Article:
President Biden “walked into the United Nations and slapped a giant ‘Kick Me’ sign on Uncle Sam’s back with his remarks ahead of the General Assembly on Tuesday, Sen. Tom Cotton (R-Ark.) Said at Fox News.
“This speech was a disgrace to the United Nations… And in particular, as far as China is concerned,” Cotton told host Laura Ingraham of Biden’s speech, which did not refer by name to the States’ greatest geopolitical rival. United. “He bent over backwards to reconcile and appease the Chinese Communist Party. “
In his speech, the president reassured his audience that “we are not looking for a new cold war or a world divided into rigid blocks.
“The United States stands ready to work with any nation that engages and seeks to peacefully resolve common challenges, even as we have intense disagreements in other areas,” Biden said, “because we will all suffer. consequences of our failure if we do not come together to address urgent threats like COVID-19 and climate change or enduring threats like nuclear proliferation. “
“He said we are not looking for a new cold war,” Cotton remarked. “Well, China has been waging a cold war against America, our workers and our military for decades. So the question is not whether we are looking for one, the question is whether we will answer it or not.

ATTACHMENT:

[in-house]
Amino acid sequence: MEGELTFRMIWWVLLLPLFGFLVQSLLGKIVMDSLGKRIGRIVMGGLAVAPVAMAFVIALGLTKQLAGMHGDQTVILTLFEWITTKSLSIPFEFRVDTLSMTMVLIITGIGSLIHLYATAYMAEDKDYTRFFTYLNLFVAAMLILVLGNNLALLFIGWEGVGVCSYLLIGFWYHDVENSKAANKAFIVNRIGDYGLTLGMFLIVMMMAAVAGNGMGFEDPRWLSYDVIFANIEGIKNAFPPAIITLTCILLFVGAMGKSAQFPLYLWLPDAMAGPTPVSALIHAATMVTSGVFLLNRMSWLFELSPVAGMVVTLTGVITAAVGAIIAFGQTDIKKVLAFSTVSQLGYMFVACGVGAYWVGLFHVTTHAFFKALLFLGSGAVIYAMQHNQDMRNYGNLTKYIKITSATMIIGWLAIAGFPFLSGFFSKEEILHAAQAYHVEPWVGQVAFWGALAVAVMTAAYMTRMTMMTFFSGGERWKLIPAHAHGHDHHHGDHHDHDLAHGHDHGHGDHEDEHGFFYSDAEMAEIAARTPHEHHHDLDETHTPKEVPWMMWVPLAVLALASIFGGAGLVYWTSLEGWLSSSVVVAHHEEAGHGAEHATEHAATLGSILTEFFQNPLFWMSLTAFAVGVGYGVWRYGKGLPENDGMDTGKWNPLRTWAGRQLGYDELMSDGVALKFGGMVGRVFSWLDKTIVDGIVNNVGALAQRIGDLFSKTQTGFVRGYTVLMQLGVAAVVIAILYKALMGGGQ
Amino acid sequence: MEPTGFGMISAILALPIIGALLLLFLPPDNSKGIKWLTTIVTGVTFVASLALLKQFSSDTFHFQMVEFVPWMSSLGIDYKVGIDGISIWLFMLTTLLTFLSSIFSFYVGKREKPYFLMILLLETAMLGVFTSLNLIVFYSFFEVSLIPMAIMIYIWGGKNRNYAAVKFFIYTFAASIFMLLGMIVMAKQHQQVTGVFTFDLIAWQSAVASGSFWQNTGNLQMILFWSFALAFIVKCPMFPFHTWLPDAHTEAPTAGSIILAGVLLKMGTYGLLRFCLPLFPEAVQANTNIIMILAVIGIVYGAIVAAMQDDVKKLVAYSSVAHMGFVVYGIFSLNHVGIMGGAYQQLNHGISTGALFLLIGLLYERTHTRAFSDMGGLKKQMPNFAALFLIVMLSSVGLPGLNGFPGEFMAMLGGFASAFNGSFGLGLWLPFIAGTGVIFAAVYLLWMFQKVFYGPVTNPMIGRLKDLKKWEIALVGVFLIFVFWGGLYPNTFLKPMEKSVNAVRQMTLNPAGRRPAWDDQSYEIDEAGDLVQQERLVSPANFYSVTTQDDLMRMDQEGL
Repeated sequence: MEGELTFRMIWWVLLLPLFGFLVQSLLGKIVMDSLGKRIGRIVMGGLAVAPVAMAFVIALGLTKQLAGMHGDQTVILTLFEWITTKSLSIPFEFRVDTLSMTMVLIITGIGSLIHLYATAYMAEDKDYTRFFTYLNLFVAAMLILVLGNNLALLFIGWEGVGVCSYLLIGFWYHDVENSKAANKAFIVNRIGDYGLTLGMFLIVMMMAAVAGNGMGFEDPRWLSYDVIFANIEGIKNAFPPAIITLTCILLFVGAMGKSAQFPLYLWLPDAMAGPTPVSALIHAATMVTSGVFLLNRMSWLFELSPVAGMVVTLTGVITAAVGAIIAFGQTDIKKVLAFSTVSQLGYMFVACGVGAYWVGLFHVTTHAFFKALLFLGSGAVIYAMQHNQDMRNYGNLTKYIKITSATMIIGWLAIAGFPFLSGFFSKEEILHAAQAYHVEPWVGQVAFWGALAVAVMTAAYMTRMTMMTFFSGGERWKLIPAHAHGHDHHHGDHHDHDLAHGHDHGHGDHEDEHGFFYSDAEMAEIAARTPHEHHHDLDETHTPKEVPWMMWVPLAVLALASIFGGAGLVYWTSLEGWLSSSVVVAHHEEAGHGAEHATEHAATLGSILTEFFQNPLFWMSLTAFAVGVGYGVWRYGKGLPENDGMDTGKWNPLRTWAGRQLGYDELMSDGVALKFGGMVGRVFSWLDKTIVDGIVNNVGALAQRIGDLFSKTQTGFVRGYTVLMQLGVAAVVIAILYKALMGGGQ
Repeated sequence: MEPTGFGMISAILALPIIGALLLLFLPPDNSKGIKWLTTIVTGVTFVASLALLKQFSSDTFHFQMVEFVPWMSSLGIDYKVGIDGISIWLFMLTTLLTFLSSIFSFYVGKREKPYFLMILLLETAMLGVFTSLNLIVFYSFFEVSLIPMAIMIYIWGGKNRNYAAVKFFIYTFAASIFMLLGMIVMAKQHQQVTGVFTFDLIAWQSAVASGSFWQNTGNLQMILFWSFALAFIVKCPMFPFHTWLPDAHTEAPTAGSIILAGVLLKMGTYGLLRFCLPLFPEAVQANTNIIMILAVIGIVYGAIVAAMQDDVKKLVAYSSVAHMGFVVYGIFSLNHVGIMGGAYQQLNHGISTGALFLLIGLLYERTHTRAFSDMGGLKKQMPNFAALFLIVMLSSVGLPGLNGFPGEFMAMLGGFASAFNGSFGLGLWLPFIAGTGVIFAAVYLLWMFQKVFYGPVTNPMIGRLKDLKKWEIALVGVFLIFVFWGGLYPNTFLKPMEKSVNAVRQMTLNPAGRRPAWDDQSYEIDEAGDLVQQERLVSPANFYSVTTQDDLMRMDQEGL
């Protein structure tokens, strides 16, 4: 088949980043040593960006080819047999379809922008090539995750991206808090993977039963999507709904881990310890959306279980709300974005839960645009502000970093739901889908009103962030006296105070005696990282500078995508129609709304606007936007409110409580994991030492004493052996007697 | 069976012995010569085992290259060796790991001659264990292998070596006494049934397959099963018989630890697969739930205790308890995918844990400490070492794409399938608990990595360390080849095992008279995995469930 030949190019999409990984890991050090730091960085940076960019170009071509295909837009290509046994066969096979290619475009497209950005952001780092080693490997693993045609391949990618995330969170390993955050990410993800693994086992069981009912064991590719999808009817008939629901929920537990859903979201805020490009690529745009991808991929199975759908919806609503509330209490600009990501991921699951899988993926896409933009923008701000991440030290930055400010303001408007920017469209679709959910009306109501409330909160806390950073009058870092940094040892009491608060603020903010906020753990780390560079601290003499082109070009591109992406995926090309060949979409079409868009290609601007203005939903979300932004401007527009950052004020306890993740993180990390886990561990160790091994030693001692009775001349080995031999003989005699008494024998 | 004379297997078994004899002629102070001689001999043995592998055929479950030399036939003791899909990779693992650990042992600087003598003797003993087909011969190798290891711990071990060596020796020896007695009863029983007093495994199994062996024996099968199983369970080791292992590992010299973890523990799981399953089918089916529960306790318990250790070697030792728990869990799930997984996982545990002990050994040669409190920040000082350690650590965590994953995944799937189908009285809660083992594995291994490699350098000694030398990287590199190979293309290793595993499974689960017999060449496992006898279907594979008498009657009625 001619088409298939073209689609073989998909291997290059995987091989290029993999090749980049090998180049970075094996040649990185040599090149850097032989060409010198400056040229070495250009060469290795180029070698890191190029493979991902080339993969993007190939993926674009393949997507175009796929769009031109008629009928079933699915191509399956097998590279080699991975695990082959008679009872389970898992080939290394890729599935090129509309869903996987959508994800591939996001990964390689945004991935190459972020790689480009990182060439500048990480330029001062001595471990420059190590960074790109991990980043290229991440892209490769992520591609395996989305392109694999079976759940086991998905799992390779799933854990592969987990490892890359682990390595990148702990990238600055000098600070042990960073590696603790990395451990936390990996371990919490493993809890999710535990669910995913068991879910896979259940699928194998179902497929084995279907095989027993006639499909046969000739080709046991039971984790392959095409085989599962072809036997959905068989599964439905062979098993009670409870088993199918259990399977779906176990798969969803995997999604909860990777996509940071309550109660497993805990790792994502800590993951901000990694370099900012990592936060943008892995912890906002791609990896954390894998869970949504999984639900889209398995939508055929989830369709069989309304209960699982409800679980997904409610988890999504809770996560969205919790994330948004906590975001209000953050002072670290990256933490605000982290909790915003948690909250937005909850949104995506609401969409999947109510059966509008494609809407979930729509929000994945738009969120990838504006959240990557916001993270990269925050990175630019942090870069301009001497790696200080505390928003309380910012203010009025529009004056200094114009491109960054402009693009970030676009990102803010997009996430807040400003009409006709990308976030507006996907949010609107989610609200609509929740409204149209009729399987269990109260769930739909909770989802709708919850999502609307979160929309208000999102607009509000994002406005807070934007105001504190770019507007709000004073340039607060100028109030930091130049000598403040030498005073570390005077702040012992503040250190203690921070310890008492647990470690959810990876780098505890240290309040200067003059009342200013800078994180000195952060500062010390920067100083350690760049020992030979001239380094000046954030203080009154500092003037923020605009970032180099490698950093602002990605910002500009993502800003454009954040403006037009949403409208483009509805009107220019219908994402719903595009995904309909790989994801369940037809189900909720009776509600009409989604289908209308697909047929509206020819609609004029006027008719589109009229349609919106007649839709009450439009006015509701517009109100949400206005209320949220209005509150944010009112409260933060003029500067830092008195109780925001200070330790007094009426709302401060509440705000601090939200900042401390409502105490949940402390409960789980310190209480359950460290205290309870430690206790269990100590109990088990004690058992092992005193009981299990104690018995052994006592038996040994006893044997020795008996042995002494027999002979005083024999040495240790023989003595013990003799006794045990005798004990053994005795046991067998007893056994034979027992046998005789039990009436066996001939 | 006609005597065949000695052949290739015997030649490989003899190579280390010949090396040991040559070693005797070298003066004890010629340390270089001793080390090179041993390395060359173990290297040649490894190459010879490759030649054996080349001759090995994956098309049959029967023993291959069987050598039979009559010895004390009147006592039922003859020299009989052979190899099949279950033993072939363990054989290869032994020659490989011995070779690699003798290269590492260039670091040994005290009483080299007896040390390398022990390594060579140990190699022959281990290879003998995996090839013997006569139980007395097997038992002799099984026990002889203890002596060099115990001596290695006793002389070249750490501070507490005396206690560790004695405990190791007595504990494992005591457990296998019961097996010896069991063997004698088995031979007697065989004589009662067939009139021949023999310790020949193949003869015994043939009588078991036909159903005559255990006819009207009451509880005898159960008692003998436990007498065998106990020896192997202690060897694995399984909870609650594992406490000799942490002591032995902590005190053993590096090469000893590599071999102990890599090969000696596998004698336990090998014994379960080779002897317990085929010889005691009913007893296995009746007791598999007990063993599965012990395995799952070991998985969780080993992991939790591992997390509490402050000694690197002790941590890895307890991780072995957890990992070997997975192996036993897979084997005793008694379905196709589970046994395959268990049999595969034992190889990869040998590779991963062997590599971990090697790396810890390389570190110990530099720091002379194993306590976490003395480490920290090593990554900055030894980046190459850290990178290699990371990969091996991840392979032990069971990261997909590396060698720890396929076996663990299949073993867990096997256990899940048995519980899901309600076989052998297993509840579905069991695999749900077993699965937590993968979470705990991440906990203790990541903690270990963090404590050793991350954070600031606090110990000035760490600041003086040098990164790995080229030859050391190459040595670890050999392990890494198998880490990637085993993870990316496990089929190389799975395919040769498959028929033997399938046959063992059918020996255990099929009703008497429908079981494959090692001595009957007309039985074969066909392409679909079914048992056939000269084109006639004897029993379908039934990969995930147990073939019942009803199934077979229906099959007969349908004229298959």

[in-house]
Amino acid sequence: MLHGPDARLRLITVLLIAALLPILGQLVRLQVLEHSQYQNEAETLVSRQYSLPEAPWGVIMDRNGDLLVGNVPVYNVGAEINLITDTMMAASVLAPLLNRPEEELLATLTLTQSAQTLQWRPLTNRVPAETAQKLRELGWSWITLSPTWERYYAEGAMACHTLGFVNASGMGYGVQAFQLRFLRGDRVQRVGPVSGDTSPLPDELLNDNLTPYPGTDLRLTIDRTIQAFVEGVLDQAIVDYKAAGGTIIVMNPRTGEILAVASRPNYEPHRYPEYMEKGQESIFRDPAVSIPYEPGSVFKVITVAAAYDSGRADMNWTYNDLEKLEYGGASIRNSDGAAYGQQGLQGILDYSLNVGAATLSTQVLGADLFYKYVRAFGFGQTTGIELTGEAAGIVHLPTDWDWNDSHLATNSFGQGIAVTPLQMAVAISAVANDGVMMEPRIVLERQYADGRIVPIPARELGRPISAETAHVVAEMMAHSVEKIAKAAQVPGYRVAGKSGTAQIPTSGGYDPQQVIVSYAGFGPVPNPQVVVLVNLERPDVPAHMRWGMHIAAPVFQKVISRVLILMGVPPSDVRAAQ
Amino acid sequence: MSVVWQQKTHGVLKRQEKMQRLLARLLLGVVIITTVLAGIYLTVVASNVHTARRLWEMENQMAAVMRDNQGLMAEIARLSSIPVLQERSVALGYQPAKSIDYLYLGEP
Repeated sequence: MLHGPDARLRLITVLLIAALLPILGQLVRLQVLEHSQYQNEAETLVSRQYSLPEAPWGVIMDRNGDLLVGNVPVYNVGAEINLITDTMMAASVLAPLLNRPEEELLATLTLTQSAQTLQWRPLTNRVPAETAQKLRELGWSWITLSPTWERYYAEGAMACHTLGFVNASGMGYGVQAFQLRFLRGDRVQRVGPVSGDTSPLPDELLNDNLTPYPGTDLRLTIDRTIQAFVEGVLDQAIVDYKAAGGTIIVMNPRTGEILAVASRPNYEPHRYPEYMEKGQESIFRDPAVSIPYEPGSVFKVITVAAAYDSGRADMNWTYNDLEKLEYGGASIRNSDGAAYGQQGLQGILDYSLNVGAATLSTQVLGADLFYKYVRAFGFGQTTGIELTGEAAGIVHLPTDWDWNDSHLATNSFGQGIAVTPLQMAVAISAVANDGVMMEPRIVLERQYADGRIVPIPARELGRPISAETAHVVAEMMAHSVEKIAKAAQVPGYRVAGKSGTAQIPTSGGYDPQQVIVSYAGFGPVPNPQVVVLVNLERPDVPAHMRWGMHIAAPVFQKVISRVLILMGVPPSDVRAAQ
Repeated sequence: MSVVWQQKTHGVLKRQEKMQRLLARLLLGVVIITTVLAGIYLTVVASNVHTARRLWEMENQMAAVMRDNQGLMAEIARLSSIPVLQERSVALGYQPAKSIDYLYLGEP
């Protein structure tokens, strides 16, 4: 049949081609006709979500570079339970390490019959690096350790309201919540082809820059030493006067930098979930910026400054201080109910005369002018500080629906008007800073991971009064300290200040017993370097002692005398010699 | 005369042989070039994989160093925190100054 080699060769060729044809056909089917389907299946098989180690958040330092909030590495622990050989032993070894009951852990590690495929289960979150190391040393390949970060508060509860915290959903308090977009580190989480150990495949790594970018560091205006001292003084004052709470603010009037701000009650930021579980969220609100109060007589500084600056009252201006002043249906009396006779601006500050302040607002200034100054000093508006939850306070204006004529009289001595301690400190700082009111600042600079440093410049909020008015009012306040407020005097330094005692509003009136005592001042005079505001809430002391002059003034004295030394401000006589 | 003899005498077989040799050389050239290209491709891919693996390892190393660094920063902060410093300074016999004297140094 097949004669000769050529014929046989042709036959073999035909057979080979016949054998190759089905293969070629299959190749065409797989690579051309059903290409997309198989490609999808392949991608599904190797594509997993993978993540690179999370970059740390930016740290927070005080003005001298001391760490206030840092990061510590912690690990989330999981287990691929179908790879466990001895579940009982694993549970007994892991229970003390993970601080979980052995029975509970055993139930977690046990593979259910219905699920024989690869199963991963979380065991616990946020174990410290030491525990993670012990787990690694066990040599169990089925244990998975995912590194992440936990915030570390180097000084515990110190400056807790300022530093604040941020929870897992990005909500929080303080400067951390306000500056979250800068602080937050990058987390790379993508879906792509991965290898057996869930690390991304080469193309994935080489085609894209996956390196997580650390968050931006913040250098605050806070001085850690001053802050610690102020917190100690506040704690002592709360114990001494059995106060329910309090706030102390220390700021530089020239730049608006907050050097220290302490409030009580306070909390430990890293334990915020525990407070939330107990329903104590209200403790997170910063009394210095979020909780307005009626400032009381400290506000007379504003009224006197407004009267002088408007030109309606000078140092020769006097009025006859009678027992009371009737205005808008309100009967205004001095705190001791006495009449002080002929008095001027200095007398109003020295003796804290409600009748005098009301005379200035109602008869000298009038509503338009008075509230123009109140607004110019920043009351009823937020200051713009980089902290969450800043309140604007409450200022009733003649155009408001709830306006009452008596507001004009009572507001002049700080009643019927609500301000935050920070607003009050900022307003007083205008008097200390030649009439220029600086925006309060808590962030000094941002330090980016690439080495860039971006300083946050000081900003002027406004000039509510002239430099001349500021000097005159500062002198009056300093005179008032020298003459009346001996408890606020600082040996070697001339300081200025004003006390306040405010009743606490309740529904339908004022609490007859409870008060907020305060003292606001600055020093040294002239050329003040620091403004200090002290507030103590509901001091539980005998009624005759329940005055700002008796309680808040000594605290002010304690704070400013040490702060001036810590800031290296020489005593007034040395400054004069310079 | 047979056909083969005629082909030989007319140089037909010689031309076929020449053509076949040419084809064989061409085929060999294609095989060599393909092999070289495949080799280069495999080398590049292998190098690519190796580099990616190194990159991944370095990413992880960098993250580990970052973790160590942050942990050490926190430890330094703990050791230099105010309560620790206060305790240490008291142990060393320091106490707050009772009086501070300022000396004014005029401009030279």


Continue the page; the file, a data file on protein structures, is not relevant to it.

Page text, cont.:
“Yet Joe Biden wouldn’t even say the word ‘China’,” the senator added. “He is apparently too scared to even mention China’s name in a speech to world leaders. What kind of signal is that sending them? What kind of signal is he sending to the leaders in Beijing? I can tell you what they’re doing right now: they’re making fun of Joe Biden.
Washington and Beijing have clashed in recent years over a variety of issues, including trade, intellectual property, China’s military ambitions in the South China Sea, and the response to the COVID-19 pandemic. The Biden administration’s efforts to open discussions on how to tackle climate change have also been largely rejected.
Hours after Biden announced that the United States would increase financial aid to the poorest countries to $ 11.4 billion by 2024 so those countries can switch to cleaner energy, Chinese President Xi Jinping announced that Beijing will no longer fund overseas coal-fired power plants. If honored, the pledge could shut down 47 planned power plants in 20 developing countries – although critics noted the announcement lacked details like effective dates and whether it applied to funding private as well as public funding.
With post wires